Wednesday, May 22, 2013

Homemade Chicken Tractor #2

I finally finished our second chicken tractor last weekend. It is very similar to the first tractor we made except that the new one has an actual door. Tractor #1 did not have a true door; instead I prop a cattle panel against the end of the tractor. The good thing about the cattle panel is that I can lower it completely and have easy access to the entire width of the tractor. The bad thing about the cattle panel is that I can lower it completely and all of the chickens run out.

The cattle panel propped against the front of Chicken Tractor #1
Because I sometimes get tired of chasing poultry around my yard I decided to make a small door that swings open for Tractor #2. Big Sister had the idea to use an old baby gate as the door. (I had picked up several in the trash in recent months.)

Chicken Tractor #2. The door is an old baby gate placed vertically.
A baby gate is essentially two wood-framed squares that slide one behind the other to create the desired width. I slid the two sections apart to the desired door height and then drove a few screws through the wood frame to hold the two sections permanently together. The screws splintered the cheap wood in a couple of places but they still held the pieces firmly enough. I covered the splintered sections with duct tape just so they won't snag someone's hand or clothes. I also taped and wired the wooden bars that run down the center. (I am all about the baling wire, people.)

Screws, duct tape, and baling wire used to make the baby gate door.

After I made the baby gate door I realized I needed to find a way to secure it to the frame of the chicken tractor. I went over to my materials pile and pulled out two long pieces of wood. I don't even know what they are called. They're about two inches wide and less than an inch thick. I screwed the bottom of each piece to the wooden base of the tractor and then attached the tops to the front-most PVC hoop using baling wire. You can see both vertical pieces in this photo:

Note the two vertical pieces of wood in front that serve as the door frame.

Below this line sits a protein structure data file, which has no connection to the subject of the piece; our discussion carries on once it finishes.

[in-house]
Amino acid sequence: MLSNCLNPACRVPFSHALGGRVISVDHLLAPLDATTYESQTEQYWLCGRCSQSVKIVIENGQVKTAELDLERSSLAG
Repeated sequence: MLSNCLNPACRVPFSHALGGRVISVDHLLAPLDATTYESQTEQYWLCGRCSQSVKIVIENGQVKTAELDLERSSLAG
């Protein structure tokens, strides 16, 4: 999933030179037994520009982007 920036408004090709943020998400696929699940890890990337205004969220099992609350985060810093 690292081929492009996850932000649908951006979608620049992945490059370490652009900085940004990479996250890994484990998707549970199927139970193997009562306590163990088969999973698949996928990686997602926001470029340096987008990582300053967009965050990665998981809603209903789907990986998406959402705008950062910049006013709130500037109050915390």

The next photo is a close-up showing the connection between the wooden piece and the PVC hoop. It looks appallingly flimsy but actually feels quite sturdy. I took a handsaw and dug a shallow groove into the sides of the wooden piece so that the baling wire wouldn't slip up and down. The groove is hard to see in this picture.

Door frame piece anchored to PVC hoop with wire.
After I had the door frame in place I had to attach the door. I didn't want to waste good hinges on this thing, plus I didn't think that cheap wood would survive the necessary screws, so I just wired the door to the frame like this:

Chicken tractor door anchored to frame with wire
Now all I needed was a latch to hold the door closed. Again, I didn't want to waste good hardware so I made a latch out of a screw and a loop of wire. It holds surprisingly well.


The finishing touch was to add an old section of tarp to the back end to provide shade for the birds. Mr. Chanclas helped me carry the new tractor out to the field to join Tractor #1. Here they are side by side. Chicken Tractor #2 is on the left and Tractor #1 is facing the opposite direction on the right.

Our two homemade chicken/duck/guinea tractors.
I moved our 8 meat birds (those extra roosters they added to my poultry shipment) and 4 guineas to the new tractor. The 4 ducks stayed in the old tractor since I need the extra-wide opening to get their baby pool in and out of there.

I should note that the only thing I purchased for Chicken Tractor #2 was a roll of chicken wire at Home Depot. It's hard to find good chicken wire in the trash, especially not in the quantities I need, so I broke down and bought it new. I didn't have to do that for Tractor #1 because I had enough random lengths of wire laying around to finish it. Except for that roll of chicken wire, all of the other materials for both tractors were scavenged or left over from old projects.


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